A fisherman in Hawaii is lucky to be alive after the 230-pound ahi tuna he was fighting pulled him overboard, capsizing his 14-foot fishing boat and dragging him underwater when his ankle got caught up in the fishing line.
Fortunately for Anthony Wichman of Koloa, Kauai, he managed to untangle his leg from the line, cling to his overturned boat and call for help on his cellphone.
Amazingly, the huge tuna remained on the fishing line and was subsequently reeled in by friends who were retrieving the boat after Wichman was saved.
According to the U.S. Coast Guard, Wichman, 54, was rescued Friday morning from atop his capsized vessel about 10 miles southwest of Port Allen, Kauai.
Wichman had battled the big tuna for about an hour when he got the fish to his boat, according to CNN.
"He gaffed it once in the back, and the second gaffe went straight into the fish’s eye and that caused the fish to take a final dive," Anuhea Wichman, Wichman's daughter, told CNN. "And he dove straight down, and the line wrapped around my dad’s ankle and pulled him overboard."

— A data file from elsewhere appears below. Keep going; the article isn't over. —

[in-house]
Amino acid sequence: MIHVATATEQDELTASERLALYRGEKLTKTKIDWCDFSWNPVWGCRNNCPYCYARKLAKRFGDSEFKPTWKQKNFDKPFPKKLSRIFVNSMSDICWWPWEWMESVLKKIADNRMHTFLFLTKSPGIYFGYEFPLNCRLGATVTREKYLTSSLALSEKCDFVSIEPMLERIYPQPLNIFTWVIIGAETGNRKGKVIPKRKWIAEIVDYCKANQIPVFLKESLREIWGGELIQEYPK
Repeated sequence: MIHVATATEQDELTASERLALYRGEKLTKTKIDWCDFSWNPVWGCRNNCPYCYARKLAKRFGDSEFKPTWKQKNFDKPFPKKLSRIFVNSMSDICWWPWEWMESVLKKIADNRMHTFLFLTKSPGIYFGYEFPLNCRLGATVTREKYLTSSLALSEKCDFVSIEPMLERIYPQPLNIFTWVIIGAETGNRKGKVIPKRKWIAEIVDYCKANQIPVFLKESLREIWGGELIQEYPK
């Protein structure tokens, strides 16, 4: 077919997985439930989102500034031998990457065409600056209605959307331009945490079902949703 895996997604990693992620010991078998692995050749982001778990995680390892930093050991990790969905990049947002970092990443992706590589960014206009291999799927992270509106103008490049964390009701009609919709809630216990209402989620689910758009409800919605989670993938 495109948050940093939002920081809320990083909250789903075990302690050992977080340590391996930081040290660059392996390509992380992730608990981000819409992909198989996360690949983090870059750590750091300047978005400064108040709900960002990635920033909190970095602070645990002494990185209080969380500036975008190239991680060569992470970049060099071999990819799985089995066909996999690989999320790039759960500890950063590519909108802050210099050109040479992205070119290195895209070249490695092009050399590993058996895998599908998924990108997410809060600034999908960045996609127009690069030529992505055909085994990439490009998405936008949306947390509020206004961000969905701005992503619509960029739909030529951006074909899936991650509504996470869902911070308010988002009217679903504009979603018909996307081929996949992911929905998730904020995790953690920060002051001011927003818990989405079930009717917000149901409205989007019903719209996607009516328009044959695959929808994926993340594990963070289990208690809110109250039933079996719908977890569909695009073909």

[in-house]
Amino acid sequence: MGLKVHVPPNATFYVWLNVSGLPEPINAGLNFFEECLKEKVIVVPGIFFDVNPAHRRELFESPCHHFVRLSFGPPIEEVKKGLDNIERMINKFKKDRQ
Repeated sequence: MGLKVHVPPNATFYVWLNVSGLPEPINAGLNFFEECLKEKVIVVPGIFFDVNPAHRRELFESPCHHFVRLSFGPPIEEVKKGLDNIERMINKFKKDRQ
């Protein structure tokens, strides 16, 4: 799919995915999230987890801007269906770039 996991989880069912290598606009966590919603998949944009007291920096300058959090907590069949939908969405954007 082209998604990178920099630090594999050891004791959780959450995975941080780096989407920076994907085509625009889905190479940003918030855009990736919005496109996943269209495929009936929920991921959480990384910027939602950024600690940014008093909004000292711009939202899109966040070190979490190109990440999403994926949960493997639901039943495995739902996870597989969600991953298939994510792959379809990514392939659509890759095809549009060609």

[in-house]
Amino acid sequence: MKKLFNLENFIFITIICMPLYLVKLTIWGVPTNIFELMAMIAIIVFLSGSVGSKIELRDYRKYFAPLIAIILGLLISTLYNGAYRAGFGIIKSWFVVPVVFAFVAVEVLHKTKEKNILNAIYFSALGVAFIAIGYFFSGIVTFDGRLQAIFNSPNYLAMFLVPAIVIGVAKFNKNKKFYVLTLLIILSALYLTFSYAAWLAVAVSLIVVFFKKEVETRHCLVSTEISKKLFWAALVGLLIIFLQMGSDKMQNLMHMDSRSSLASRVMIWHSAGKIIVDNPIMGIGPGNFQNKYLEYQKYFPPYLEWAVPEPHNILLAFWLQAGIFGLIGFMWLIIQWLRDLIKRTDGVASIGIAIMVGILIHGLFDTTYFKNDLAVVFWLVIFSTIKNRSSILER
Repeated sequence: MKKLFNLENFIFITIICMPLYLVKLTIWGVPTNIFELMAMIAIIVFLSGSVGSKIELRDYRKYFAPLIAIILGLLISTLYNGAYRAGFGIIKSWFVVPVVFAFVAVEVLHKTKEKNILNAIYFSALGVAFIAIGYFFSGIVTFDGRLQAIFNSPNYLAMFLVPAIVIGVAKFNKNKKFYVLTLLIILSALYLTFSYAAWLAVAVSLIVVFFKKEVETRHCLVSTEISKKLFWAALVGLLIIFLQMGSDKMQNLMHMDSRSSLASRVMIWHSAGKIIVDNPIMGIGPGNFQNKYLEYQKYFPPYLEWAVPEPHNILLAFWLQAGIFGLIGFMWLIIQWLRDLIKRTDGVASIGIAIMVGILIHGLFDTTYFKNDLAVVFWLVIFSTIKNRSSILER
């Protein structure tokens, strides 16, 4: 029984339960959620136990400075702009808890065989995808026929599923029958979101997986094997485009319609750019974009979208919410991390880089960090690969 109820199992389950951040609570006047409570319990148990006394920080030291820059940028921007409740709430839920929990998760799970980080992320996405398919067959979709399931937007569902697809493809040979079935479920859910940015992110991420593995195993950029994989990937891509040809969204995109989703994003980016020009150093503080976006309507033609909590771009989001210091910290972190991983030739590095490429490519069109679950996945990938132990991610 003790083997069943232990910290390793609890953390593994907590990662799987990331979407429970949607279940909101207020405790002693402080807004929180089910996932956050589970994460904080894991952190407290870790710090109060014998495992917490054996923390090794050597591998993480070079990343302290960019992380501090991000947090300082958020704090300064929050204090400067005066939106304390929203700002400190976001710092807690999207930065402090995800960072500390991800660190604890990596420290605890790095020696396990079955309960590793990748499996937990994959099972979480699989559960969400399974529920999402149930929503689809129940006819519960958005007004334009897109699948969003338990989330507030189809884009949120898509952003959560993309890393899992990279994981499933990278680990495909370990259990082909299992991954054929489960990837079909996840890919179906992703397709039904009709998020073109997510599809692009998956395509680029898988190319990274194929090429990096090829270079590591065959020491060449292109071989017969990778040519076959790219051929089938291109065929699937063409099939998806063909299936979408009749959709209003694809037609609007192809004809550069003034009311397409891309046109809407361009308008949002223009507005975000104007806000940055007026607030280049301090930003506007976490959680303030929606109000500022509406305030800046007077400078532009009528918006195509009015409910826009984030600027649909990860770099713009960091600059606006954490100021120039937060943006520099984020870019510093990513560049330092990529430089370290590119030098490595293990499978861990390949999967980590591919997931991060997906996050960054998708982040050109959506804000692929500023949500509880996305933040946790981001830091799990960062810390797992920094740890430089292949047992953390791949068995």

Once Wichman got untangled and climbed atop the upside-down boat, he was able to use his cellphone to call his daughter.
"All I could hear was him hyperventilating, and I could hear him puking," Anuhea Wichman told CNN, adding that her father managed to say "sinking" and "Coast Guard."
Subsequently, the Coast Guard reached Wichman on his cellphone and worked with 911 operators to determine his position. A rescue swimmer was lowered into the water and helped get Wichman hoisted into the helicopter.
The Coast Guard crew remained on the scene until Wichman's friends--Jordan Ornellas and Abraham Apilado--arrived to salvage the boat. That is when they noticed the fish was still hooked up. Somehow the fishing line was connected to the capsized boat. Presumably, the fishing rod was secured in a rod holder.
Soon after, Wichman and the fish that nearly drowned him were reunited (as seen in the Coast Guard photo).
Wichman, who suffered a few bruises and a rope burn, didn't keep the tuna, however. As a token of their appreciation, he and his family donated the fish to the two fishermen friends who salvaged his boat.
Photos courtesy of U.S. Coast Guard.